Why Networking Matters

You don’t have to be a social butterfly to network!

Just as you are in competition for the job you’re seeking, we in the recruitment field are in a constant race to submit the best candidates. Recently, one of our customers asked us to submit candidates for an open position. They had already found a candidate by themselves, but they wanted to see other candidates from outside sources. One of our recruiters searched and called and ultimately found a great candidate who was highly qualified for their position.

But the candidate the company had found was a known quantity, having come from a personal referral from within the company. Although the referred candidate did not have all the qualifications and experience that our candidate did, the referred candidate was known to have good character and be trainable. The referred candidate got the job, and hopefully he will do great things for his new employer.

What can you, a job seeker or career changer, learn from this story? It illustrates why networking matters! In fact, approximately two thirds of employee referrals end up getting hired, says Hannah Morgan, contributor to USNews.com. “You must find people who work inside companies you are interested in working for,” says Morgan. “Use your in-person network, LinkedIn, Twitter and even Facebook to identify the names of people you already know. It doesn’t matter what role your contact is in. What matters is that you let them know the types of roles you are interested in and that you stay on his or her radar, just in case something comes up. It is always best to reach out to people before a job is posted.”

When trying to network, people are usually willing to help, encourages Marcelle Yeager of USNews.com, so don’t hesitate to ask for it. But don’t start out right away by asking “for someone to help you get a job at her company or to look at your résumé and give feedback. That’s a very forward move that a lot of people won’t react kindly to, and they likely don’t have the time. Plus, most people won’t do that without a personal connection of some kind.”

The big benefit of being recommended by a current employee, says Rachel Sugar of BusinessInsider.com, is that “the company has a better sense of who you are — at the very least, they know who you’re connected to, and they know something about who that person is — and you likely have a better sense of the company, too….Both parties know more about the other, and accordingly, the result is a more likely match.”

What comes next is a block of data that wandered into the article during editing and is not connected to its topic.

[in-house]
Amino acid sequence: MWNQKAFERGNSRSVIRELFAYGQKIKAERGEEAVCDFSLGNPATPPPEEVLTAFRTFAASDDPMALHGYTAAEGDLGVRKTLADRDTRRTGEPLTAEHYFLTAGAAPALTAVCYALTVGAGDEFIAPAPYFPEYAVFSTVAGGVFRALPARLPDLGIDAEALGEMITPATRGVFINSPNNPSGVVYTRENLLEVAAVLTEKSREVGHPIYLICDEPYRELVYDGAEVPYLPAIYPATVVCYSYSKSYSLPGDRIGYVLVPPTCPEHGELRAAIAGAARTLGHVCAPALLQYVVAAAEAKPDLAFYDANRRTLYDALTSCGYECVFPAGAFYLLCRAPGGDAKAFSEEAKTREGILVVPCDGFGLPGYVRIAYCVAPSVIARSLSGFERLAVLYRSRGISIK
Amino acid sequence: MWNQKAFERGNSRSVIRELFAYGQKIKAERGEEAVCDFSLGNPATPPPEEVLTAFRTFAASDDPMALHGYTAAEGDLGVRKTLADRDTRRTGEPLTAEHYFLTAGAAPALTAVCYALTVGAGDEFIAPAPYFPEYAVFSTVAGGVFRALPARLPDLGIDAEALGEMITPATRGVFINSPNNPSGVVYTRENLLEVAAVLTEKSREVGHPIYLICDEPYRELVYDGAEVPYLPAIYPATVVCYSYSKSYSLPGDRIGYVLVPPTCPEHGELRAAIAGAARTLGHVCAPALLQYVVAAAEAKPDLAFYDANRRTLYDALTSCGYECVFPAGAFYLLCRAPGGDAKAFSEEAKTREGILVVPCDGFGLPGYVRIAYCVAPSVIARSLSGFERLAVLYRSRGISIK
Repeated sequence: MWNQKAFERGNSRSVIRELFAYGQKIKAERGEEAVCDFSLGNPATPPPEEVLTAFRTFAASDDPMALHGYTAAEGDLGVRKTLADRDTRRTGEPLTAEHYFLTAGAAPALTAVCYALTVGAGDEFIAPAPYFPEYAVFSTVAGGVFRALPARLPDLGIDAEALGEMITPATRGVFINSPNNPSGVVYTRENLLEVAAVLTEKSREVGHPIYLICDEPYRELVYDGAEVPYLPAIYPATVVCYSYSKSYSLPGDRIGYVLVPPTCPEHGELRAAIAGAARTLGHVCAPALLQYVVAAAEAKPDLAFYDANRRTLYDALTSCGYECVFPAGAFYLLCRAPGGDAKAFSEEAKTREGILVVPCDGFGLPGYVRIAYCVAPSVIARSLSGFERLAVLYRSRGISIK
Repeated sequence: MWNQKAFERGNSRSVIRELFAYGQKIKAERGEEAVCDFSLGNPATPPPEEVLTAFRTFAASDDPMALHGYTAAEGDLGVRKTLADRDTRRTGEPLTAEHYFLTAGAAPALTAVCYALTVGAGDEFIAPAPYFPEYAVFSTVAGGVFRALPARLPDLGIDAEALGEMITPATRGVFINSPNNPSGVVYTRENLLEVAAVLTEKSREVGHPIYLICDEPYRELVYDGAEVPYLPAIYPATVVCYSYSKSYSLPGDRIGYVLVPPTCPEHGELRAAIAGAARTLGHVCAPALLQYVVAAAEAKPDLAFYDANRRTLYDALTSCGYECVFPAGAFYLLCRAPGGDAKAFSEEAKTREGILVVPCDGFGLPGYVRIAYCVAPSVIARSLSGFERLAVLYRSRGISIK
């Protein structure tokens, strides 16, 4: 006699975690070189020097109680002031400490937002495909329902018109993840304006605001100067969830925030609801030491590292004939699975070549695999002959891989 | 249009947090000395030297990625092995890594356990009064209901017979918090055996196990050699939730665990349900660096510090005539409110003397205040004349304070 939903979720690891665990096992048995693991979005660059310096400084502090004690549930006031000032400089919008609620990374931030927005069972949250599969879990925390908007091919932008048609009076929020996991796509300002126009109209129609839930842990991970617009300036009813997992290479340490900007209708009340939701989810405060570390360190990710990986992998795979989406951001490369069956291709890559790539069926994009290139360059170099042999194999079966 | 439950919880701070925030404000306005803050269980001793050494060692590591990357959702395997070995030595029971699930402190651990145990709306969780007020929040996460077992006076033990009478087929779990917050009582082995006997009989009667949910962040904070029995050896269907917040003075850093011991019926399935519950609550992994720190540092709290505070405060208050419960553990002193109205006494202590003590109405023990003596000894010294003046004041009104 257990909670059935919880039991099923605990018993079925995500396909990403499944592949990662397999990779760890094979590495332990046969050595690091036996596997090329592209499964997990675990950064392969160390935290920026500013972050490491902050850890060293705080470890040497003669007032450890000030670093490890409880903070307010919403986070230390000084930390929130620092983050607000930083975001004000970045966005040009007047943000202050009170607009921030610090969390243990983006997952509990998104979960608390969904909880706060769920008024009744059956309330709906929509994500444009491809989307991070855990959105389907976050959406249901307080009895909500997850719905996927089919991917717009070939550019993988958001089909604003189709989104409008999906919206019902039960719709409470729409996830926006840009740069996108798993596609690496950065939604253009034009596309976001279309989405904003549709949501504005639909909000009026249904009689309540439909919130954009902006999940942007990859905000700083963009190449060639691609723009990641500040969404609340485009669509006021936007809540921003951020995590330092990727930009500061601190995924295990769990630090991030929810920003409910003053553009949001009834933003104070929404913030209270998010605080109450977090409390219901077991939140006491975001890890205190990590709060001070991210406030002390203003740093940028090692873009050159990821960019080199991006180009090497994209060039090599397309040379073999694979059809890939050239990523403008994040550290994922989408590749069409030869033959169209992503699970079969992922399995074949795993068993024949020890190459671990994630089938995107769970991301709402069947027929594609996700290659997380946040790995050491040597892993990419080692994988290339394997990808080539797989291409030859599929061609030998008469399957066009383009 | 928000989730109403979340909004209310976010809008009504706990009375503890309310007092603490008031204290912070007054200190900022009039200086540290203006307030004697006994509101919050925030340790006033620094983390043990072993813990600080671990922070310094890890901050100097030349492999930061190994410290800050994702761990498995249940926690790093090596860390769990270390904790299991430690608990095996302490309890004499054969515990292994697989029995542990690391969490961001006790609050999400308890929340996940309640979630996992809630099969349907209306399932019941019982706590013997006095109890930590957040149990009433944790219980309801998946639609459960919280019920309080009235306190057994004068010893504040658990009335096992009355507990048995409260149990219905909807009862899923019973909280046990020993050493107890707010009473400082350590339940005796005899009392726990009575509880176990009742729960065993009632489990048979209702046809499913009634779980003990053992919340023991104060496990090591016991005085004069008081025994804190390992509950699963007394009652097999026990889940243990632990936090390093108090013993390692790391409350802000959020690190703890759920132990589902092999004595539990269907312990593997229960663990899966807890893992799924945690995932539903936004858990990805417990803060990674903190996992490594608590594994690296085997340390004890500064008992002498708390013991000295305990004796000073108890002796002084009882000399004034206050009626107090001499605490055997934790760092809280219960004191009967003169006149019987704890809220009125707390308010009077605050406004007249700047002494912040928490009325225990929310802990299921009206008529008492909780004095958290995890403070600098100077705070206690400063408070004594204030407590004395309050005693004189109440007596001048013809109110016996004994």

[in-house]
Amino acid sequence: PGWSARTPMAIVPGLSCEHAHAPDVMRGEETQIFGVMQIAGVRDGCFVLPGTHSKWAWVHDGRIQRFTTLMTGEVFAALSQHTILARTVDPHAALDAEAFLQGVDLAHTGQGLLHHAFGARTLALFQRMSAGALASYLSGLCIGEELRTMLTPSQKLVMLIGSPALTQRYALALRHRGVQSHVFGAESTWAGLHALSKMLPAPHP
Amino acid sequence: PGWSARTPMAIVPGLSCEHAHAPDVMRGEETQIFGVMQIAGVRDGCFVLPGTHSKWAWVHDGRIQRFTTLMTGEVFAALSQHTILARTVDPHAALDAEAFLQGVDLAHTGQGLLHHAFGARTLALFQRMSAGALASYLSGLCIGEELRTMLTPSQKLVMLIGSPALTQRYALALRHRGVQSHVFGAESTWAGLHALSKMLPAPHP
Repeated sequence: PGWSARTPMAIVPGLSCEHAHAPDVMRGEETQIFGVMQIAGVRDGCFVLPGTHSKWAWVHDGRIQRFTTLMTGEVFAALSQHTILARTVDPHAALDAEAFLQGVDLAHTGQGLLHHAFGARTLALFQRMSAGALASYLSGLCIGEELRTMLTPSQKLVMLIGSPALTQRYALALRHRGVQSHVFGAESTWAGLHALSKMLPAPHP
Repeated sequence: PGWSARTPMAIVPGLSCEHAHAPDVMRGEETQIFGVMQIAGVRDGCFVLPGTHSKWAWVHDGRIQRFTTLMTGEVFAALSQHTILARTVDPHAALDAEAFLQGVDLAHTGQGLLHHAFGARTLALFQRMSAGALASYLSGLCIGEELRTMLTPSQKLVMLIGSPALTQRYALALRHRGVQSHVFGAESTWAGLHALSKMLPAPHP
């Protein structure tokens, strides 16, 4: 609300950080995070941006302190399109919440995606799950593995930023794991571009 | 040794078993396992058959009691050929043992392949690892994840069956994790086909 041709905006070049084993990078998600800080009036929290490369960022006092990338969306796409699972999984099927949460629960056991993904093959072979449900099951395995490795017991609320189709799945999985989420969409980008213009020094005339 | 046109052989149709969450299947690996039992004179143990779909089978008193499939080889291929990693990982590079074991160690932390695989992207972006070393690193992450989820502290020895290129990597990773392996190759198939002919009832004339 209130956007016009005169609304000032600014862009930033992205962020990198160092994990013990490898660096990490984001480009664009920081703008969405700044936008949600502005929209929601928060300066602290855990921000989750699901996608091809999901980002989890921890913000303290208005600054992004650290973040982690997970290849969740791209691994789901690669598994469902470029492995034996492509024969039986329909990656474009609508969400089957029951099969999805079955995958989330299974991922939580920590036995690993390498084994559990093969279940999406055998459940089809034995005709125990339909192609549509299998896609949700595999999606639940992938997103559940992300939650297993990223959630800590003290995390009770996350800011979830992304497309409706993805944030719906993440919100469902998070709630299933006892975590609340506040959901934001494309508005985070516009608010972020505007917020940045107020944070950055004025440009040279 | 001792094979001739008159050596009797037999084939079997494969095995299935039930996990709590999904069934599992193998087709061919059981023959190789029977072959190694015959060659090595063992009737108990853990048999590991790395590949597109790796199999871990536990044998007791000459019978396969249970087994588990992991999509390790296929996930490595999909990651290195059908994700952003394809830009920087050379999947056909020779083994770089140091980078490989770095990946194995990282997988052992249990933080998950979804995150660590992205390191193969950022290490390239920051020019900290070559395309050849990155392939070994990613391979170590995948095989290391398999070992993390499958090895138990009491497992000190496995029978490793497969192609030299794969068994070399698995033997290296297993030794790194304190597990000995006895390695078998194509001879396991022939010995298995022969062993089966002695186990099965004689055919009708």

Plus, shares Sugar, research by Glassdoor, a career search website, shows that you’re 2.6% to 6.6% more likely to get and accept an offer if you know a current employee. And according to Morgan, if you can get referred by someone really high up in the company, your chances of getting hired skyrocket to 91%.

But what if you don’t know a current employee or have a personal connection? One hiring expert, Lou Adler, suggests that you use job postings as leads. Instead of applying directly to a job that interests you, first try to find someone at the company who can refer you, or send the hiring manager or department head a sample of your work to pique his or her interest in you. But don’t pigeon-hole yourself into one type of job, encourages Adler. Instead, send work samples to several different departments where there are openings. Someone else may think you’re the perfect fit. For more networking tips, read this.

If you’ve been wondering why networking matters, it’s simply the best way to find a new job. If you’re not a networker, however, says Sugar, don’t lose hope. It turns out that if you don’t have a personal connection within the prospective company, your next best bet is a referral from a staffing agency. GlassDoor’s survey found that staffing agency referrals yielded above-average results in landing a job.

Our staffing agency is passionate about helping people just like you find meaningful work every day. If we don’t have a current version of your resume, click here to post it, and visit our job board for professional and technical jobs while you’re at it! You or a friend might be a good fit for one of our open positions.

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